Published: 18 April 2016
A School of Science and Health
Western Sydney University
NSW 2753, Australia
Corresponding author. Tel: +61 2 4570 1315
B School of Science and Health
Western Sydney University
NSW 2753, Australia
The value of gaining industry experience during undergraduate degrees is well recognised1,2 and there is much interest currently in the concept of work-integrated learning (WIL)3,4. Industry experience equips graduates with job-ready skills, but university staff have reported that time, resources, and availability of industry places are obstacles in setting up placements for students3,5. An alternative approach is to provide a ‘real-world’ learning experience within the university. In this paper we will describe an example of an ‘authentic’ learning experience that familiarises students with the procedures involved in laboratory accreditation, and enables students to develop skills that address issues identified by employers during recruitment. These issues include lack of team work, communication, understanding how industry ‘does business’, and lack of practical experience and laboratory skills2,6. Laboratory Quality Management (LQM) is a final year unit at Western Sydney University that addresses some of these issues.
LQM is a laboratory based unit that has been running for over 25 years in cooperation with the National Association of Testing Authorities (NATA), initially with two cohorts, chemistry and microbiology, and more recently with a third, forensic science. Within each discipline, student groups of 6–10 set up a mock testing laboratory and choose one analysis to undertake. The most common tests chosen by students are for indicator organisms such as E. coli and specific pathogens in food, indicator organisms in water samples, sterility testing and bioassays of antimicrobials. Students then develop, document and operate a laboratory quality management system for their testing method and for the organisation as a whole. The documentation is consolidated in a laboratory quality manual that conforms to the requirements of ISO 170257 and the NATA guidelines for different types of testing laboratories8. This process requires effective team work, organisation, communication and higher order thinking relevant to the techniques and their primary purpose.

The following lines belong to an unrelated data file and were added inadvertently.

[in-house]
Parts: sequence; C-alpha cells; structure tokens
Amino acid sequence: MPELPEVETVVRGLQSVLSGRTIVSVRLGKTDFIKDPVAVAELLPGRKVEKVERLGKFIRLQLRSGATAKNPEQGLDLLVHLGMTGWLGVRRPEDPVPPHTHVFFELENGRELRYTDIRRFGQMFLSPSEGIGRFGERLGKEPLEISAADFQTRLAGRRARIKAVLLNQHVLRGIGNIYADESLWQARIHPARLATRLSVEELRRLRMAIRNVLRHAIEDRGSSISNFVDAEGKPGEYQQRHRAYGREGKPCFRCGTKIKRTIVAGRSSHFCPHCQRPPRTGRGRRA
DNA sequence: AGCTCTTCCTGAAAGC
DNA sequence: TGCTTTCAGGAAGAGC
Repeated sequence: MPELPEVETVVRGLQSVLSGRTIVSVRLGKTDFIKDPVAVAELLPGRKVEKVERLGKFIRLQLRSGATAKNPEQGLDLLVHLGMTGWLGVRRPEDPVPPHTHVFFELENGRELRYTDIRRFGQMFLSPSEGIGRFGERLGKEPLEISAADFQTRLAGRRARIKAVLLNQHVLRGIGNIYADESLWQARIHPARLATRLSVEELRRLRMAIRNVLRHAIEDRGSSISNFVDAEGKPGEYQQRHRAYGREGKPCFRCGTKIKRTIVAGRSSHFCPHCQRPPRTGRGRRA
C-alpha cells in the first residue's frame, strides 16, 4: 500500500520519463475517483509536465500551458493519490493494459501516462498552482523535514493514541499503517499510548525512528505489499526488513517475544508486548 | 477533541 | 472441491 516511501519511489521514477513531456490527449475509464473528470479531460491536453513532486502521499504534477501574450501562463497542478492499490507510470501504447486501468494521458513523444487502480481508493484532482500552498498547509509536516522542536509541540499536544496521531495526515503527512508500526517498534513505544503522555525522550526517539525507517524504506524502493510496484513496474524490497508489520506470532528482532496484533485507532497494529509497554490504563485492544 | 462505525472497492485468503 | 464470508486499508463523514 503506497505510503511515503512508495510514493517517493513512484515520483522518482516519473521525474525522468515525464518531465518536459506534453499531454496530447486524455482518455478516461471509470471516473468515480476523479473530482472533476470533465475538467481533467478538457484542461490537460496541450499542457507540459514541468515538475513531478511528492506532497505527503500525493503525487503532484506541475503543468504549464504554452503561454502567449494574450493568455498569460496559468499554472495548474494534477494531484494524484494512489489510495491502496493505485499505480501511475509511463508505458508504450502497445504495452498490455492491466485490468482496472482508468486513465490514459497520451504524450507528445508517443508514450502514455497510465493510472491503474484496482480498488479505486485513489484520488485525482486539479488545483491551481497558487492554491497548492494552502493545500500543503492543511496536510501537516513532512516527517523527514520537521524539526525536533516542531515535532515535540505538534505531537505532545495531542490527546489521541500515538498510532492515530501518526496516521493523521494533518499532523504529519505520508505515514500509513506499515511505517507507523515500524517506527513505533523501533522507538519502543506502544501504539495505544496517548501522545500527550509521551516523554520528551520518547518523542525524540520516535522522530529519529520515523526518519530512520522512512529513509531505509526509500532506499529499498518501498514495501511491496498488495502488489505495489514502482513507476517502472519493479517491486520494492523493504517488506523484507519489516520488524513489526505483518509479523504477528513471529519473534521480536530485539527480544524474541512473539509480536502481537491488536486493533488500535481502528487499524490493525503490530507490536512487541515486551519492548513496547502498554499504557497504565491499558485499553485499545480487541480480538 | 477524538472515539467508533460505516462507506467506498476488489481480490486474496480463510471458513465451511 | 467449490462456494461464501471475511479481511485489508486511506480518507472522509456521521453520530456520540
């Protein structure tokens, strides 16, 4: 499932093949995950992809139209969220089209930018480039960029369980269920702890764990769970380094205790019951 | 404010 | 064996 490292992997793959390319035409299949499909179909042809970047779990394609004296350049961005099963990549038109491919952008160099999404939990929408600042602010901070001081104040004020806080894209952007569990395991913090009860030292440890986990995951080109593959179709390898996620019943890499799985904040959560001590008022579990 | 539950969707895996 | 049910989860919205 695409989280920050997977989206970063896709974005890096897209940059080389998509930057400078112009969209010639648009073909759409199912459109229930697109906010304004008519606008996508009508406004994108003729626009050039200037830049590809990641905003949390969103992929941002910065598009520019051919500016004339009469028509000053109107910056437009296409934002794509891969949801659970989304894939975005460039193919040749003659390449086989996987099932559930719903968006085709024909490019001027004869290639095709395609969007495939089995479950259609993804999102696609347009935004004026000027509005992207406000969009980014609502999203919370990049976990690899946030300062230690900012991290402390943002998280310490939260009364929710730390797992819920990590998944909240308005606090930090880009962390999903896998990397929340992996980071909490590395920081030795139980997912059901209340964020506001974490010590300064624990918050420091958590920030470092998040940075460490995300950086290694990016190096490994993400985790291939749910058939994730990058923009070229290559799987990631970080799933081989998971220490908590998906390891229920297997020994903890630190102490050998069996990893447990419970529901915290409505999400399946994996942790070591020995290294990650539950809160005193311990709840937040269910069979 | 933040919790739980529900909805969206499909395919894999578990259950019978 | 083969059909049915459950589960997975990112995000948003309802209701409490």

Apart from two introductory lectures, including one from NATA, the unit is run as laboratory sessions. The aim is to have the groups operate as autonomously as possible and to emphasise the need for critical thinking and problem solving within the group. The role of the laboratory supervisor is to facilitate the groups to organise and run themselves. In the first weeks the students are given ISO 17025, NATA resources and worksheets that aid in the preparation of the quality manual. The laboratory technique chosen needs to engage several students and be reasonably challenging; however, it does not need to be complex or technically difficult as NATA assesses the ability to complete the test as documented, not its degree of difficulty. Once the groups have decided on a test they are responsible for making their own media, solutions, buffers and determining how test material is handled and sampled. The process of perfecting the technical skills needed to complete one assay from start to finish, week to week, is a novelty, and challenging for some students. As the classes are held weekly, the group needs to organise how subcultures and analyses can be undertaken out of class time. This requires good planning and communication with both laboratory staff and each other. Normally the groups spend the first few weeks concentrating on the laboratory work and then, with the supervisor’s encouragement, begin to focus on quality management and the preparation of the manual. While supervisors provide encouragement and discuss the process, this can be a period of adjustment for some students as they adapt to the need for independent decision making. However, as the need to prepare a quality management system is addressed, the uncertainty dissipates.